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33° 3’ 45’’ East, the title of the present exhibition of recent work by Yorgos Petrou, refers to a remarkable geographical location, the Red Lake near Mitsero, located west of Nicosia. Surface mining for pyrites (iron disulphate) left behind a crater. Pyrite is a highly unstable material and its decomposition due to exposure to air or water leaves behind iron oxide and sulphate; the latter, when coming into contact with water, produces sulphuric acid. The bottom of the mine over time filled with toxic water which is not only acidic but also displays intense colours ranging from red to an ominous near-black depending on the water’s depth and the viewing direction.


The Red Lake embodies concerns that pervade Petrou’s work   - in particular the interface between natural material and human agency. In a series of photos collectively entitled Fractions of a Landscape and produced in 2017 the individual titles refer to the percentages of an initial photograph taken in situ that were recycled into compositions that focus on aspects of the scene. Thus we encounter the delicate ripples on the poisonous water and the multi-coloured layers and terraces of material left behind after the extraction of the metal.


The encounter of matter and form is further explored in the context of the human body, perhaps a remote echo of hylomorphism in Aristotelian theory. Untitled (topography II) of 2017 is a scatter piece on the floor. The material in this instance is wind-dried clay, the form, depending on what side of the individual parts we consider, is that of the artist’s fingers handling the material, and impressions of human body parts. An arrangement that from a distance might be perceived to be no more than a collection of rock fragments reveals, when viewed more closely, assertions of the uniqueness of an individual human being. A private existence is insinuated as much as it is withheld due to the fragmentation and only partial portrayal of the human form.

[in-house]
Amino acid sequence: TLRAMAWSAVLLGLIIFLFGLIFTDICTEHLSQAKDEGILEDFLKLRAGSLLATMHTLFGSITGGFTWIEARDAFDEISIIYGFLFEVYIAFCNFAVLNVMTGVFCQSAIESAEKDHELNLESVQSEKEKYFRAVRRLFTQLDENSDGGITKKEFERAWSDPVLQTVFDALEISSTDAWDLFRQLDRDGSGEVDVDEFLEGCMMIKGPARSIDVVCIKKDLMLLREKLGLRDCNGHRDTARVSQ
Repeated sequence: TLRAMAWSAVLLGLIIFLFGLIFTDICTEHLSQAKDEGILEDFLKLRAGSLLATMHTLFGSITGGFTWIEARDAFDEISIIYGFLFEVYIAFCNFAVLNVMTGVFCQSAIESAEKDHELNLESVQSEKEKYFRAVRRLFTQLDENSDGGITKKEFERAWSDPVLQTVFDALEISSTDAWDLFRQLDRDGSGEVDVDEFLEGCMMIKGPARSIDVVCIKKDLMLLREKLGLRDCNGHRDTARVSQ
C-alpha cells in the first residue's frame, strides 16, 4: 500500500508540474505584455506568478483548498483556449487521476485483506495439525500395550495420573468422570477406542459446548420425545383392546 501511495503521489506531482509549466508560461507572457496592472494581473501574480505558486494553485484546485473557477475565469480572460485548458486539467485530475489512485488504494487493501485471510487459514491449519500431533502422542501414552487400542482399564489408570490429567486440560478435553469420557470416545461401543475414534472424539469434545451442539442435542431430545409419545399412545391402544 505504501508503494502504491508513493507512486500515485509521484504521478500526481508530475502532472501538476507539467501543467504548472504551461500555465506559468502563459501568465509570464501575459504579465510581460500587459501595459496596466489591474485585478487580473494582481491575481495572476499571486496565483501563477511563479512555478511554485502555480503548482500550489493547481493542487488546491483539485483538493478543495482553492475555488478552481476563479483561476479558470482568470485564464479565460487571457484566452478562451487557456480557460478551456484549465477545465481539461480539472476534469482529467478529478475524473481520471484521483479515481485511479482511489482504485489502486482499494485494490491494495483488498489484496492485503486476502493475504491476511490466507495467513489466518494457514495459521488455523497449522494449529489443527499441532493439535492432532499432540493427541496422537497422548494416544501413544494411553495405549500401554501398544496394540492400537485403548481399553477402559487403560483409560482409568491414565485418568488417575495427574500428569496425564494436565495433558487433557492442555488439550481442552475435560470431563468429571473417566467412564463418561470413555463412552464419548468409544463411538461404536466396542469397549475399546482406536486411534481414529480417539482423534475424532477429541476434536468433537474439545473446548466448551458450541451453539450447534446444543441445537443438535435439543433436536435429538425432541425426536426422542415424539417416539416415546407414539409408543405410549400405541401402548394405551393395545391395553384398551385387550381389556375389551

A third group of works, entitled Postcards with men, local soil, seasonal fruit, and classical figures of 2017 forms a connecting link between the works previously discussed. Photographic images of classical sculptures, one of the most universally admired redefinitions of natural material in terms of the human form, and males photographed in landscape settings, form the starting point of these small works. The images are partly occluded by natural materials derived from the location of the Red Lake. Olives and other parts of plants and earth are heaped onto the photos, forming still-lives that are then crushed to form opaque but richly textured layers over the images. Organic and inorganic matter – which furthermore we understand to be toxic – are thus allowed to take back some of the aesthetic and sensual appeal of the human form and its artistic interpretation. The body fragments, reminiscent of Untitled (topography II), a head, feet, a torso, have a powerful hold on the viewer, but no less memorable is the encounter with the material stuff that underpins human activity and that is here orchestrated in a richly modulated way.


Thomas Frangenberg

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